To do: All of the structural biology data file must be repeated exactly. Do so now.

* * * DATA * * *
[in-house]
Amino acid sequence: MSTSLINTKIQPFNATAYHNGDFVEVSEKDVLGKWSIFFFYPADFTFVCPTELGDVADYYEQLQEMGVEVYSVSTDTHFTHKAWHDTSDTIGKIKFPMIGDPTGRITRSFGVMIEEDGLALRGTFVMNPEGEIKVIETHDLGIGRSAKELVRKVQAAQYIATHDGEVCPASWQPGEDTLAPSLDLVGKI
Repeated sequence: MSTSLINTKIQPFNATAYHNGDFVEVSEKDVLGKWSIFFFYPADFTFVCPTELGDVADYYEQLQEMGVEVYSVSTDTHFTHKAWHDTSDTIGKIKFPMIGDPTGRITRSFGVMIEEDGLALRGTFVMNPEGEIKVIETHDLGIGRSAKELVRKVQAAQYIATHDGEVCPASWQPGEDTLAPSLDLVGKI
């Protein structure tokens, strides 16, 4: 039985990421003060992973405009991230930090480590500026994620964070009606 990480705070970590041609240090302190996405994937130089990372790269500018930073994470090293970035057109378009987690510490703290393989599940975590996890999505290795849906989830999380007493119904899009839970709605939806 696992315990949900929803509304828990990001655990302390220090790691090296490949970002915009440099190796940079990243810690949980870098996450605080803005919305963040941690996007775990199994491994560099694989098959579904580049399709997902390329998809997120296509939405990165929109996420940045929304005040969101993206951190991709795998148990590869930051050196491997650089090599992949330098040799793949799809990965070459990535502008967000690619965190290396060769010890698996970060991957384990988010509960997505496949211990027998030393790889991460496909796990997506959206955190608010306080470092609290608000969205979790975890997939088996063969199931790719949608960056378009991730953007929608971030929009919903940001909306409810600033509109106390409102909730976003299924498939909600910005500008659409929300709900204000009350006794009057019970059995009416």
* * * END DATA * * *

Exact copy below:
[in-house]
Amino acid sequence: MSTSLINTKIQPFNATAYHNGDFVEVSEKDVLGKWSIFFFYPADFTFVCPTELGDVADYYEQLQEMGVEVYSVSTDTHFTHKAWHDTSDTIGKIKFPMIGDPTGRITRSFGVMIEEDGLALRGTFVMNPEGEIKVIETHDLGIGRSAKELVRKVQAAQYIATHDGEVCPASWQPGEDTLAPSLDLVGKI
Repeated sequence: MSTSLINTKIQPFNATAYHNGDFVEVSEKDVLGKWSIFFFYPADFTFVCPTELGDVADYYEQLQEMGVEVYSVSTDTHFTHKAWHDTSDTIGKIKFPMIGDPTGRITRSFGVMIEEDGLALRGTFVMNPEGEIKVIETHDLGIGRSAKELVRKVQAAQYIATHDGEVCPASWQPGEDTLAPSLDLVGKI
């Protein structure tokens, strides 16, 4: 039985990421003060992973405009991230930090480590500026994620964070009606 990480705070970590041609240090302190996405994937130089990372790269500018930073994470090293970035057109378009987690510490703290393989599940975590996890999505290795849906989830999380007493119904899009839970709605939806 696992315990949900929803509304828990990001655990302390220090790691090296490949970002915009440099190796940079990243810690949980870098996450605080803005919305963040941690996007775990199994491994560099694989098959579904580049399709997902390329998809997120296509939405990165929109996420940045929304005040969101993206951190991709795998148990590869930051050196491997650089090599992949330098040799793949799809990965070459990535502008967000690619965190290396060769010890698996970060991957384990988010509960997505496949211990027998030393790889991460496909796990997506959206955190608010306080470092609290608000969205979790975890997939088996063969199931790719949608960056378009991730953007929608971030929009919903940001909306409810600033509109106390409102909730976003299924498939909600910005500008659409929300709900204000009350006794009057019970059995009416």